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I'm starting using Fabric as simple deployment tool for a Python project, but there's a task that needs to know where's the system Python library path, to correctly setup some packages symlinks.

So the question is: How, in my fabfile, can I obtain the system Python path? For instance, this Python code return the correct library path:

# Without virtualenv activated
>>> from distutils.sysconfig import get_python_lib;
>>> print get_python_lib()
'/usr/lib/python2.7/dist-packages'

# With virtualenv activated
>>> from distutils.sysconfig import get_python_lib;
>>> print get_python_lib()
'/home/mandx/dev/my_project/env/lib/python2.7/site-packages'

In my case, I need to know both, when running a task in Fabric (and with virtualenv active).

I'll explain my need for this: I want to use WeasyPrint to generate PDFs by simply passing HTML and CSS content to a constructor and calling a render method. This flexibility is good because a can now leverage the PDF layout to a designer with CSS knowledge, and WeasyPrint strives CSS3 compatibility.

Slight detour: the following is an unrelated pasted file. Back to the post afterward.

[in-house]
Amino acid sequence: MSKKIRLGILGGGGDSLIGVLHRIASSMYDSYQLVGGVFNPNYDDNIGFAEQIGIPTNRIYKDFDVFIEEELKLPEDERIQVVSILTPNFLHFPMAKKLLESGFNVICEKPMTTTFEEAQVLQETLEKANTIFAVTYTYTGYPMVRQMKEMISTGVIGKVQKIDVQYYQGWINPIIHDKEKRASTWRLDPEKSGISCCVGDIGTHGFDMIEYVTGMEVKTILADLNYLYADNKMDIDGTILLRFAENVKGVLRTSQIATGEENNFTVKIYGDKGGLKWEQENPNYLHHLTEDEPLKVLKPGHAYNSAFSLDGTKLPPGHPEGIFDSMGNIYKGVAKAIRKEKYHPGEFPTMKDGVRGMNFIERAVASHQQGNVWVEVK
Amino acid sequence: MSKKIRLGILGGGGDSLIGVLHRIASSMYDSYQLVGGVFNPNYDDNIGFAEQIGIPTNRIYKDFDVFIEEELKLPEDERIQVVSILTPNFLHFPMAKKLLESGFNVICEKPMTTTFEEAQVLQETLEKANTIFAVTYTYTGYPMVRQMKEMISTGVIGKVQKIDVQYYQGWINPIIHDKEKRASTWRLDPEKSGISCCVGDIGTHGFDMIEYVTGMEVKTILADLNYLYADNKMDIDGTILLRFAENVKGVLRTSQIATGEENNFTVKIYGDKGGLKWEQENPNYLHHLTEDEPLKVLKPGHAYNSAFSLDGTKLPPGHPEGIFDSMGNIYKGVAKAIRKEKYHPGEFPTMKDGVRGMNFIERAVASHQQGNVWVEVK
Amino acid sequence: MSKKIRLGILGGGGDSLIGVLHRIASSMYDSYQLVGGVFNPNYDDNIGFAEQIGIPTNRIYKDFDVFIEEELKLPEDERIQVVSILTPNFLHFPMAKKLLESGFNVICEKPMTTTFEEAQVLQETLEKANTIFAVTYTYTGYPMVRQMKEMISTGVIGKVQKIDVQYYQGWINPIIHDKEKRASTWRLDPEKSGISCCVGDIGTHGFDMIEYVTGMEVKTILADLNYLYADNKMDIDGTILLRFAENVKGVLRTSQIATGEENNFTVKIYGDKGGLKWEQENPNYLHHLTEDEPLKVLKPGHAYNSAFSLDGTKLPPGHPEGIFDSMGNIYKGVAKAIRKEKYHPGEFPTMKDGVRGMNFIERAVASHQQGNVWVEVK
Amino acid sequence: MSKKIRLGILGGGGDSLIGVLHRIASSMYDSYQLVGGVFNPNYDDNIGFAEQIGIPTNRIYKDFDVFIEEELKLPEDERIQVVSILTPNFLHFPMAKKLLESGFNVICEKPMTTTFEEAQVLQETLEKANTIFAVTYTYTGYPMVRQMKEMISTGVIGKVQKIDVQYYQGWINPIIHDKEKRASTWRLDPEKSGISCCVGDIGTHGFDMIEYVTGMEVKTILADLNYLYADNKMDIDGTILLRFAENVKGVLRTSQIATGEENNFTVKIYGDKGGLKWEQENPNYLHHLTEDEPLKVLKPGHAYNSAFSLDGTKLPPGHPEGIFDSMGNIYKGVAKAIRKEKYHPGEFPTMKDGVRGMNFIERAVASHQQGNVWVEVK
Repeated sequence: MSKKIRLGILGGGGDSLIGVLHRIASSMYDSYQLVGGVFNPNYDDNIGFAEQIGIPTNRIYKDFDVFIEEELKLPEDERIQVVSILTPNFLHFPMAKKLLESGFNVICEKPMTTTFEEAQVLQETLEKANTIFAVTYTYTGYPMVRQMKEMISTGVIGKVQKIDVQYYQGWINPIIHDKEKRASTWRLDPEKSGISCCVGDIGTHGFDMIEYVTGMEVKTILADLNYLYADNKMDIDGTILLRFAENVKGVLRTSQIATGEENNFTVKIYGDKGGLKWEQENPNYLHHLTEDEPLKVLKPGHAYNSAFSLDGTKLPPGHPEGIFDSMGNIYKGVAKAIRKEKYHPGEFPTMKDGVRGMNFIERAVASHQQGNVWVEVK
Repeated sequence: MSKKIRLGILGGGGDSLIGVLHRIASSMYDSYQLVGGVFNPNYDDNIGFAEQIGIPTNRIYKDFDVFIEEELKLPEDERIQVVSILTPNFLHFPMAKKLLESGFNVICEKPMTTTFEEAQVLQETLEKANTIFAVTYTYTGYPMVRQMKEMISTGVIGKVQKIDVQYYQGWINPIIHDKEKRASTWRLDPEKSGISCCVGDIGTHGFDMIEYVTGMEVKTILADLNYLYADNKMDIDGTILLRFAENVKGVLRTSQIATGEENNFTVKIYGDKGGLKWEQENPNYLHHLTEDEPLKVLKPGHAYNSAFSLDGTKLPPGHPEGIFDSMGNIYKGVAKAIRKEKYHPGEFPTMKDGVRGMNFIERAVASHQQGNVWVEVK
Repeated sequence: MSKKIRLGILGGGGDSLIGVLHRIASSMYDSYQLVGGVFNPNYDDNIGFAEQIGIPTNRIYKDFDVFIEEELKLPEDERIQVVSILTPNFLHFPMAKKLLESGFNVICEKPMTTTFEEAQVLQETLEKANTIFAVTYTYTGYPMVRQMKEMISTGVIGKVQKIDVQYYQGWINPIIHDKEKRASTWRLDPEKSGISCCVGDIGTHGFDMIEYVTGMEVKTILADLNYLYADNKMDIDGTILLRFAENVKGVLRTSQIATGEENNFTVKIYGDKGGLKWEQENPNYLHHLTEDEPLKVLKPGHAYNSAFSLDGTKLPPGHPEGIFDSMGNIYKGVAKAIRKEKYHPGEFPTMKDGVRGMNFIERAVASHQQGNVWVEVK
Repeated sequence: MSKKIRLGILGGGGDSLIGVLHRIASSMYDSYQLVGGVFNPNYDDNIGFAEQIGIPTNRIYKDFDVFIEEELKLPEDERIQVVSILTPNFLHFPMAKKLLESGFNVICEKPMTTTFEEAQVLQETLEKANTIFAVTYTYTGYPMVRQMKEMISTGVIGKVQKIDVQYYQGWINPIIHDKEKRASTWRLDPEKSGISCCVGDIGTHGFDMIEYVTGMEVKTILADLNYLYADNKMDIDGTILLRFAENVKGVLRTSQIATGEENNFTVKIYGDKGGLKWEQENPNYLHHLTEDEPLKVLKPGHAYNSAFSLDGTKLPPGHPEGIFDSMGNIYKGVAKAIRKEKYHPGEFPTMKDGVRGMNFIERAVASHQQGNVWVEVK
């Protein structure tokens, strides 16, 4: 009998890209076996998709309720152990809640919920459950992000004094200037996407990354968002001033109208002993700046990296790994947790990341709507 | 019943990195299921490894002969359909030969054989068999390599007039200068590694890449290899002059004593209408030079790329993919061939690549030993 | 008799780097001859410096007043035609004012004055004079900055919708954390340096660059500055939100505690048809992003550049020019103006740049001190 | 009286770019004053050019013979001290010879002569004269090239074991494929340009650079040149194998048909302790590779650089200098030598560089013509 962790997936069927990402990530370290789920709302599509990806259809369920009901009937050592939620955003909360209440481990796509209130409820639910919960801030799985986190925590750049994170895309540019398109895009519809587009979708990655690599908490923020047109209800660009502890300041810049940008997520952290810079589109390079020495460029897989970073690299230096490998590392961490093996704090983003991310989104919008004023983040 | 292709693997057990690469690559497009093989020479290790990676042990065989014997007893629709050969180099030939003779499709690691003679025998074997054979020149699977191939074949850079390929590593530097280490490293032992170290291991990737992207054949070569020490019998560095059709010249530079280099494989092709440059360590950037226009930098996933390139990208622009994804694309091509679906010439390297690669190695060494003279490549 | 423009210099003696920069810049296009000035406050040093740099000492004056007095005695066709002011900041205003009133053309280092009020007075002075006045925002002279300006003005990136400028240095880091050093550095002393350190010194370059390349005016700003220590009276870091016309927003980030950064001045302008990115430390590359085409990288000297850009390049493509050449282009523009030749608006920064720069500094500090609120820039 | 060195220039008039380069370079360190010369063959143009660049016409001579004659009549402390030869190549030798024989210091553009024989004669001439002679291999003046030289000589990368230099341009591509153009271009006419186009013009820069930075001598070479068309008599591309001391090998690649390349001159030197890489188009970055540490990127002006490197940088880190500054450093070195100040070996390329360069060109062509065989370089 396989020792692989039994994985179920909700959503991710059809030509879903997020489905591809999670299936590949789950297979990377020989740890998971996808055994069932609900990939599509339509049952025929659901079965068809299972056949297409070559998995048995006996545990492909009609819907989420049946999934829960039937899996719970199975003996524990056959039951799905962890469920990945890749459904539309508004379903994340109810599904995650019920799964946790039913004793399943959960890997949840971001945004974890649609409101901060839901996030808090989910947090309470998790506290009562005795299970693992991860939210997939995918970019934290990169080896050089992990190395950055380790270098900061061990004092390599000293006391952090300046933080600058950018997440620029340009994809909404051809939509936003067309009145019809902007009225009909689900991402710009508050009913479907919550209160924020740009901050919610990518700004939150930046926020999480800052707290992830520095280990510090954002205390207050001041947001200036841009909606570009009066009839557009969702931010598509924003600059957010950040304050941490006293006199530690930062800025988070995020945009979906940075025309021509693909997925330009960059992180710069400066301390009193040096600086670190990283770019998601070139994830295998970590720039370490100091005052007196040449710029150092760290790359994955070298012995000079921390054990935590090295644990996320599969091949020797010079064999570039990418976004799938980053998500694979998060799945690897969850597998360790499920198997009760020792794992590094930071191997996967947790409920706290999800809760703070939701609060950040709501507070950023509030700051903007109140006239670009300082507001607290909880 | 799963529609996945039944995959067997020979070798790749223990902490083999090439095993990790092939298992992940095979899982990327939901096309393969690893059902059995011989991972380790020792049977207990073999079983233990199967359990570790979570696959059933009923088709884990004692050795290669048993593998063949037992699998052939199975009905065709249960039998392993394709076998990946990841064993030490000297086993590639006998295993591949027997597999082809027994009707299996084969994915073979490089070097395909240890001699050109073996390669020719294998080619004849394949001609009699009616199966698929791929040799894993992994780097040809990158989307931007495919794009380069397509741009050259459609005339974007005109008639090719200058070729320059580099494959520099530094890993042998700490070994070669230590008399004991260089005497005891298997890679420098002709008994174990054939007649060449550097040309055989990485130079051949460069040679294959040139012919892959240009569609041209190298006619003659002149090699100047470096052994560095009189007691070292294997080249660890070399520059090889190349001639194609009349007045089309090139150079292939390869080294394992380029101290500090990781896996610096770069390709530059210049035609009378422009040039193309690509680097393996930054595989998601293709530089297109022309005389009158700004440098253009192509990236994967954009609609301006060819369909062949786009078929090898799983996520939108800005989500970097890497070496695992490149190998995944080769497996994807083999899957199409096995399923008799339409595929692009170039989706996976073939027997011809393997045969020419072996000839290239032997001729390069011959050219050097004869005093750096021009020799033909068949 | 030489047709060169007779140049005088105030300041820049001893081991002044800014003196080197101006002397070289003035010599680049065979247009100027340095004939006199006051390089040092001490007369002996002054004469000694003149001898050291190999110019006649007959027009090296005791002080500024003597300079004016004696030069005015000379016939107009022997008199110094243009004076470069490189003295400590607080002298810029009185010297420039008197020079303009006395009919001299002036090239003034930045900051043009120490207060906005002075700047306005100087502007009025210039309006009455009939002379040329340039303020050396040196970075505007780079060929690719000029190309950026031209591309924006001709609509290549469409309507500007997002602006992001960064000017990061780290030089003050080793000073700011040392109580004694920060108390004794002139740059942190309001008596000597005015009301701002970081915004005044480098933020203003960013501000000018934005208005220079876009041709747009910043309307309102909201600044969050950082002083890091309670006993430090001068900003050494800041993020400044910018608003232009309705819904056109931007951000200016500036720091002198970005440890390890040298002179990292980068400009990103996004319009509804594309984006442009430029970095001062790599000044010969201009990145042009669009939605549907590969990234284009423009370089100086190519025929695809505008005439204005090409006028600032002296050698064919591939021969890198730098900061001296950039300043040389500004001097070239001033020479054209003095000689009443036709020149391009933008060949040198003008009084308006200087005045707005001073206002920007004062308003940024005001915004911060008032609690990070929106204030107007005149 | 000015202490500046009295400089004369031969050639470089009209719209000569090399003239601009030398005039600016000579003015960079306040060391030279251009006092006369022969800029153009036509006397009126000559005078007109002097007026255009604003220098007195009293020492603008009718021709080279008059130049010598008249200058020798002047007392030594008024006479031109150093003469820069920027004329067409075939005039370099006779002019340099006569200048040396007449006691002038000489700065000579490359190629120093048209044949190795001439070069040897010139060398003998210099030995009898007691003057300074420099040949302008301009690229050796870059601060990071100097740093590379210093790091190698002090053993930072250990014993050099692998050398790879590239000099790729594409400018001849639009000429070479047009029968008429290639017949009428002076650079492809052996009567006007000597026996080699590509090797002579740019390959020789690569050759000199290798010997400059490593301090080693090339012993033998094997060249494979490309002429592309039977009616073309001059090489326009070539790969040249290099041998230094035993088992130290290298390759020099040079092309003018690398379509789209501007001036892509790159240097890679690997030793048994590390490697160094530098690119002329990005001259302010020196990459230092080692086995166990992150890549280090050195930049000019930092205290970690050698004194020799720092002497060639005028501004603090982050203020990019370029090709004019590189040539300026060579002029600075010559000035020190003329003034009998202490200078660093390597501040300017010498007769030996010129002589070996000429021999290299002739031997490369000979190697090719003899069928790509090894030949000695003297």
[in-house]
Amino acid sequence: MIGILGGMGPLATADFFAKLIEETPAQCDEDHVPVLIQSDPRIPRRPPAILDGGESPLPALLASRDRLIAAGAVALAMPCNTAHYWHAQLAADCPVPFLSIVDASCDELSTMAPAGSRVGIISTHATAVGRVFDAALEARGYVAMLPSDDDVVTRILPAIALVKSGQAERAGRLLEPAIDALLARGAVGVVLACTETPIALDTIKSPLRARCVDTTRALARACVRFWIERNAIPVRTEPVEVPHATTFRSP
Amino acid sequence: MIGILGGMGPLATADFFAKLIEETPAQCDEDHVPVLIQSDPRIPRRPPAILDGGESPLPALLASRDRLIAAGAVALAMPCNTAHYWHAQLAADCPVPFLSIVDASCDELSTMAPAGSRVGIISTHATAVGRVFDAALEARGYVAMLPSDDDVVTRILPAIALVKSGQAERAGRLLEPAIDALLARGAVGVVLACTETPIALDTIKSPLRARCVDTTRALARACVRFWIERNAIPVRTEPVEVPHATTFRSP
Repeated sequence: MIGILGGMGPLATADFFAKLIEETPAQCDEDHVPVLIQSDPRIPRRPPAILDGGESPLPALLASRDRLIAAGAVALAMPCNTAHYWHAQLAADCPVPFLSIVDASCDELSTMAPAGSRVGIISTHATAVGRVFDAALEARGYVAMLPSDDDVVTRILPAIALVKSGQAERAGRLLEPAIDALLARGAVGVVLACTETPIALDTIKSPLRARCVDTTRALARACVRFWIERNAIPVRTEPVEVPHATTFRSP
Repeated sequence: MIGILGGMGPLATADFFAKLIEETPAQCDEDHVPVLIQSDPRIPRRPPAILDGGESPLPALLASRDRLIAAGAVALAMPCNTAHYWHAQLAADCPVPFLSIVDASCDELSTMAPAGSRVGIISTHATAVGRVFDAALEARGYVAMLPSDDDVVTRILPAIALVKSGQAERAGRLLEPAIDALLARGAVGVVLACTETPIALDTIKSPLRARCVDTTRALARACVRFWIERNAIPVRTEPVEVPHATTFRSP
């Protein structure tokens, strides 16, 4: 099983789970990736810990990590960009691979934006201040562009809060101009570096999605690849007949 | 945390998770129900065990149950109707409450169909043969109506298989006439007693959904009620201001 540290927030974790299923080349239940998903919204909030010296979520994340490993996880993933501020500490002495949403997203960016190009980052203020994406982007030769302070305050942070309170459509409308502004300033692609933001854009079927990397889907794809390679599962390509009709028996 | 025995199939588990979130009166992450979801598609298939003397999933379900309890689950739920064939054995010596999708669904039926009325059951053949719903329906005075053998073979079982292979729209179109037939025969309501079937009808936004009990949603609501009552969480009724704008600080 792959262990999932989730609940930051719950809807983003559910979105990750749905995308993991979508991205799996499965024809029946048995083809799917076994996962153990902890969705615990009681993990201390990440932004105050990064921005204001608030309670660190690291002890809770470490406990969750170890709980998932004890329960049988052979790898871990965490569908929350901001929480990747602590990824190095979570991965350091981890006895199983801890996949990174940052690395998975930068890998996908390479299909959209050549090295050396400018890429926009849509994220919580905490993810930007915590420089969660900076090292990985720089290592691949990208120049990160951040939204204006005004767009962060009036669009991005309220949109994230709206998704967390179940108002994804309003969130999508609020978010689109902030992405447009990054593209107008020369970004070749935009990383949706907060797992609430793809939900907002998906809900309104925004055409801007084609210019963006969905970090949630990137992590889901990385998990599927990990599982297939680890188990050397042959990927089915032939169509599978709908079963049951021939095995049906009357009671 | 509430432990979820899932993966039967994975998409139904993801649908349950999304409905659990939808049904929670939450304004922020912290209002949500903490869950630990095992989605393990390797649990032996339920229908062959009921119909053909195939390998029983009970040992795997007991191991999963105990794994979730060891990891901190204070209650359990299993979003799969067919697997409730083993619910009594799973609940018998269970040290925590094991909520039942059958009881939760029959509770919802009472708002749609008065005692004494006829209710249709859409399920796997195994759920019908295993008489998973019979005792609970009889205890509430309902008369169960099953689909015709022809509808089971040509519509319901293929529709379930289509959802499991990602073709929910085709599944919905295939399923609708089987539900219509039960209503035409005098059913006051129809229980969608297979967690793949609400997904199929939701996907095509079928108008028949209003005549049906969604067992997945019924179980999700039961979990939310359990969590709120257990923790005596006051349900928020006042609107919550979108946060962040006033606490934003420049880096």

And the trade-off is that it depends on some libraries that can not be installed with Pip (specifically Pango, GdkPixbuf, and Cairo). So the solution I have for now is to have those installed system-wide and symlink them to the project's virtualenv.

I don't like much the idea of using the virtualenv's --system-site-packages option, but I would like to hear why it would be better than my idea of symlinking.

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1 Answer 1

Just run a fabric shell script command task to ask the OS's python:

/usr/bin/python -c 'from distutils.sysconfig import get_python_lib;print get_python_lib()'
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